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What is a Medicare Advantage Plan?
A type of Medicare health plan offered by a private company that contracts with Medicare. Medicare Advantage Plans provide all of your Part A and Part B benefits. Medicare Advantage Plans include:
• Health Maintenance Organizations
• Preferred Provider Organizations
• Private Fee-for-Service Plans
• Special Needs Plans
• Medicare Medical Savings Account Plans
If you’re enrolled in a Medicare Advantage Plan, most Medicare services are covered through the plan and Medicare services aren’t paid for by Original Medicare. Most Medicare Advantage Plans offer prescription drug coverage.
There are several types of Medicare Advantage plans available. Here are a few examples.
Health Maintenance Organization HMO
In most HMO Plans, you generally must get your care and services from providers in your plan's network, like, Doctors, Other health care providers, and Hospitals.
In HMO Plans, you generally must get your care and services from providers in the plan's network, except, emergency care, out-of-area urgent care, out-of-area dialysis.
In some plans, you may be able to go out-of-network for certain services. But, it usually costs less if you get your care from a network provider. This is called an HMO with a point-of-service (POS) option.
In most cases, prescription drugs are covered in HMO Plans. You would want to ask the plan you choose. If you want Medicare prescription drug coverage (Part D), you must join an HMO Plan that offers prescription drug coverage. In most cases, yes, you need to choose or designate a primary care doctor in HMO Plans. In most cases you have to get a referral to see a specialist in HMO Plans. Certain services, like yearly screening mammograms, don't require a referral. If your doctor or other health care provider leaves the plan, your plan will notify you. You can choose another doctor in the plan. If you get health care outside the plan's network , you may have to pay the full cost. It's important that you follow the plan's rules, like getting prior approval for a certain service when needed.
Preferred Provider Organization PPO
A Medicare PPO Plan is a type of Medicare Advantage Plan (Part C)offered by a private insurance company. In a PPO Plan, you pay less if you use doctors, hospitals, and other health care providers that belong to the plan's network. You pay more if you use doctors, hospitals, and providers outside of the network.
In most cases, you can get your health care from any doctor, other health care provider, or hospital in PPO Plans. PPO Plans have network doctors, other health care providers, and hospitals.
Each plan gives you flexibility to go to doctors, specialists, or hospitals that aren't on the plan's list, but it will usually cost more.
In most cases, prescription drugs are covered in PPO Plans. Ask the plan. If you want Medicare drug coverage, you must join a PPO Plan that offers prescription drug coverage. Remember, if you join a PPO Plan that doesn't offer prescription drug coverage, you can't join a Medicare Prescription Drug Plan (Part D).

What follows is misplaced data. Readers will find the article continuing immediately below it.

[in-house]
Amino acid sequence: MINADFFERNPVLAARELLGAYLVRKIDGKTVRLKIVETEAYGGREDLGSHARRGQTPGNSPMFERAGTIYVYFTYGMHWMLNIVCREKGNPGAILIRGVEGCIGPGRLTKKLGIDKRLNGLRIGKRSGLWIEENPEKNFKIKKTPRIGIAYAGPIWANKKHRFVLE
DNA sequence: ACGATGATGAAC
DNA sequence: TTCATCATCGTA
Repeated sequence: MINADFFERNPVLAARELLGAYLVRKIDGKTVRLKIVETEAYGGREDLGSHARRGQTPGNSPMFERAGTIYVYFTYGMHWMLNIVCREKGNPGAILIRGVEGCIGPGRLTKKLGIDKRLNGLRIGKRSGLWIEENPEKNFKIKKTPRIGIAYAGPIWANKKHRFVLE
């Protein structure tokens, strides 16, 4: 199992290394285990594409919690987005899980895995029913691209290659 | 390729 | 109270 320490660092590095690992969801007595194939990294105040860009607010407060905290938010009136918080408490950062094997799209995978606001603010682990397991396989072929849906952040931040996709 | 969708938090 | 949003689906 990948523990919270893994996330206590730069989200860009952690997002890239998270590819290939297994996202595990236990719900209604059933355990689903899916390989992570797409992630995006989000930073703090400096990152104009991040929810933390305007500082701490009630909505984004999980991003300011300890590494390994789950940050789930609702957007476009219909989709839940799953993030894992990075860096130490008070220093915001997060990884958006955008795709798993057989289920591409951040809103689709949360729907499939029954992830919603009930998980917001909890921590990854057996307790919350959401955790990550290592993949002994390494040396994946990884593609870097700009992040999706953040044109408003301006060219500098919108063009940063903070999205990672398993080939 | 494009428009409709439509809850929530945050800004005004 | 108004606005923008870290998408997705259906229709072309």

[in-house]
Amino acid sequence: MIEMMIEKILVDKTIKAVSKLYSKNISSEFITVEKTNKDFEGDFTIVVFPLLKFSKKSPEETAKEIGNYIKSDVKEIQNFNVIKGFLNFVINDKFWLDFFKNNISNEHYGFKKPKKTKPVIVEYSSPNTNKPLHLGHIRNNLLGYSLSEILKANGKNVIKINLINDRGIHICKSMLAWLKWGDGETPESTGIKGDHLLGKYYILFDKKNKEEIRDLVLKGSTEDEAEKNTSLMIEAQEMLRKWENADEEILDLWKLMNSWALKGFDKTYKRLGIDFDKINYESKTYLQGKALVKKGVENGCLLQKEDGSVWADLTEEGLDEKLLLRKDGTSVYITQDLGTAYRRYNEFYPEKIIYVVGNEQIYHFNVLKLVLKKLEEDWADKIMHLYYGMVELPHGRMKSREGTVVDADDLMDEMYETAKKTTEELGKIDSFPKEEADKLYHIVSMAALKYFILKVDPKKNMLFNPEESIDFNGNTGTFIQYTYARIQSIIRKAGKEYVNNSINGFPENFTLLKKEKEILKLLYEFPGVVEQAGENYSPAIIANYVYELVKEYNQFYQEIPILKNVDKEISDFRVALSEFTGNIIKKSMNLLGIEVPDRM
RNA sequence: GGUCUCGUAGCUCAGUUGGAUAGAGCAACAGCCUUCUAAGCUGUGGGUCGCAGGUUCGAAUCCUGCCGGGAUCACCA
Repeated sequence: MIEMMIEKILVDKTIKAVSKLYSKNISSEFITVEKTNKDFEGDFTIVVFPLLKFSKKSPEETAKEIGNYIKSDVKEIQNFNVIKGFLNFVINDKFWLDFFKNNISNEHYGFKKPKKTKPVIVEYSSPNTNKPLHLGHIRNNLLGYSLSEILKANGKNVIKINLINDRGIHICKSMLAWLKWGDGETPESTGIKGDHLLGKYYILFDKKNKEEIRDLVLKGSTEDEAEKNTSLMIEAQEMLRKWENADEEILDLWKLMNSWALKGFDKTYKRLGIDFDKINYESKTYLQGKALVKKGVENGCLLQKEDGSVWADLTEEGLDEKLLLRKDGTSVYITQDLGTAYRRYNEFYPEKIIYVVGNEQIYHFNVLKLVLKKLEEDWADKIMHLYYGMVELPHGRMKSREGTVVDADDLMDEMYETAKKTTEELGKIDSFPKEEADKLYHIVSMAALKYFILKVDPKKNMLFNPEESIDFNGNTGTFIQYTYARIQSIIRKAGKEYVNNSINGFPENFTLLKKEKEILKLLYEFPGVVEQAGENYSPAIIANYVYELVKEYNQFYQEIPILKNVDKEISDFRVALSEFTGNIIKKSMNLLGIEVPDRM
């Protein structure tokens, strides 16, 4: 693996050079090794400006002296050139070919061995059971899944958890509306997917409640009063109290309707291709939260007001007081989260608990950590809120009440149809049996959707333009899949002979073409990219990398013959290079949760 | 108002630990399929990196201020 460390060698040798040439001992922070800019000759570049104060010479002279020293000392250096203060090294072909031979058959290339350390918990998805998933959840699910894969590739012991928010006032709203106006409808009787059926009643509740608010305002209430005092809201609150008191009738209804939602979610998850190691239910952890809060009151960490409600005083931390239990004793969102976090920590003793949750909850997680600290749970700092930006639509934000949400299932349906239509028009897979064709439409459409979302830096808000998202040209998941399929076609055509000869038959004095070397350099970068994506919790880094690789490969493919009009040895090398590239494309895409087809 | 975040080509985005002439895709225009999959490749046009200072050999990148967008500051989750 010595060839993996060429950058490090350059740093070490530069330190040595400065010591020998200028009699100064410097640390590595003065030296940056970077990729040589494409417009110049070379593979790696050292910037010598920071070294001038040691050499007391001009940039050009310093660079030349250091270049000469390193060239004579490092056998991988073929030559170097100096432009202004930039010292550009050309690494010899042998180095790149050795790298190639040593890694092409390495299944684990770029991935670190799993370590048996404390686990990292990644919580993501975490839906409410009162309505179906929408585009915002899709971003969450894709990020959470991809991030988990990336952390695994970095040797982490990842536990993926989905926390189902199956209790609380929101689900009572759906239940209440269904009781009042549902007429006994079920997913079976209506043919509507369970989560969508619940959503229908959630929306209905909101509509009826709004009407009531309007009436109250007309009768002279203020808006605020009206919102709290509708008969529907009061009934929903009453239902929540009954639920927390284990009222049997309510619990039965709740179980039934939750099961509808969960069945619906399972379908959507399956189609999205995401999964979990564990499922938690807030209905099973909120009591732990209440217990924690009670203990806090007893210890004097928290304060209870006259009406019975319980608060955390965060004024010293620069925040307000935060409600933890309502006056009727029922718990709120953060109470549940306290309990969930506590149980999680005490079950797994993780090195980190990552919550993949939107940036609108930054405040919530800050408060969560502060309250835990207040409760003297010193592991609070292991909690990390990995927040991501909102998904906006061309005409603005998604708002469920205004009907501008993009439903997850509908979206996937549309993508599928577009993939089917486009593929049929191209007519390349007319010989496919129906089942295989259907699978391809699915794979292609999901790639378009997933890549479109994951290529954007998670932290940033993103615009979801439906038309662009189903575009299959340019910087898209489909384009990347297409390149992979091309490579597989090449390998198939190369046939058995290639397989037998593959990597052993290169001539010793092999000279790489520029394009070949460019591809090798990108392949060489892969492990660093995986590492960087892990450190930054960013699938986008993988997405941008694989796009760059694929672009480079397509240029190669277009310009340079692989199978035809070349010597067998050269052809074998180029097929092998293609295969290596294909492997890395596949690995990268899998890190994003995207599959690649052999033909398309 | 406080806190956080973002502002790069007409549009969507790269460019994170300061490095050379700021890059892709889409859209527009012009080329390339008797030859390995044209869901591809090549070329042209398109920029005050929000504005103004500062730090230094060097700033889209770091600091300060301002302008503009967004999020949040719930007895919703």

You don't need to choose a primary care doctor in PPO Plans.
In most cases, you don't have to get a referral to see a specialist in PPO Plans. If you use plan specialists, your costs for covered services will usually be lower than if you use non-plan specialists.
A PPO Plan isn't the same as Original Medicare or a Medicare Supplement Insurance (Medigap) policy.
PPO Plans usually offer extra benefits than Original Medicare, but you may have to pay extra for these benefits.
Special Needs Plans SNP’s
Medicare SNPs are a type of Medicare Advantage Plan (like an HMO or PPO). Medicare SNPs limit membership to people with specific diseases or characteristics. Medicare SNPs tailor their benefits, provider choices, and drug formularies to best meet the specific needs of the groups they serve.
Generally, you must get your care and services from doctors or hospitals in the Medicare SNP network, except in Emergency or urgent care situations, like care you get for a sudden illness or injury that needs medical care right away. Or if you have End-Stage Renal Disease (ESRD) and need out-of-area dialysis. Medicare SNPs typically have specialists in the diseases or conditions that affect their members.
All SNPs must provide Medicare prescription drug coverage. In most cases, SNPs may require you to have a primary care doctor. Or, the plan may require you to have a care coordinator to help with your health care. In most cases, you have to get a referral to see a specialist in SNPs. Certain services don't require a referral, like these, Yearly screening mammograms or An in-network pap test and pelvic exam (covered at least every other year).
An SNP plan must limit membership to these groups: 1) people who live in certain institutions (like a nursing home) or who require nursing care at home, or 2) people who are eligible for both Medicare and Medicaid, or 3) people who have specific chronic or disabling conditions (like diabetes, End-Stage Renal Disease (ESRD), HIV/AIDS, chronic heart failure, or dementia). Plans may further limit membership. You can join a SNP at any time. Plans should coordinate the services and providers you need to help you stay healthy and follow doctor’s or other health care provider’s orders. If you have Medicare and Medicaid , your plan should make sure that all of the plan doctors or other health care providers you use accept Medicaid. If you live in an institution, make sure that plan providers serve people where you live.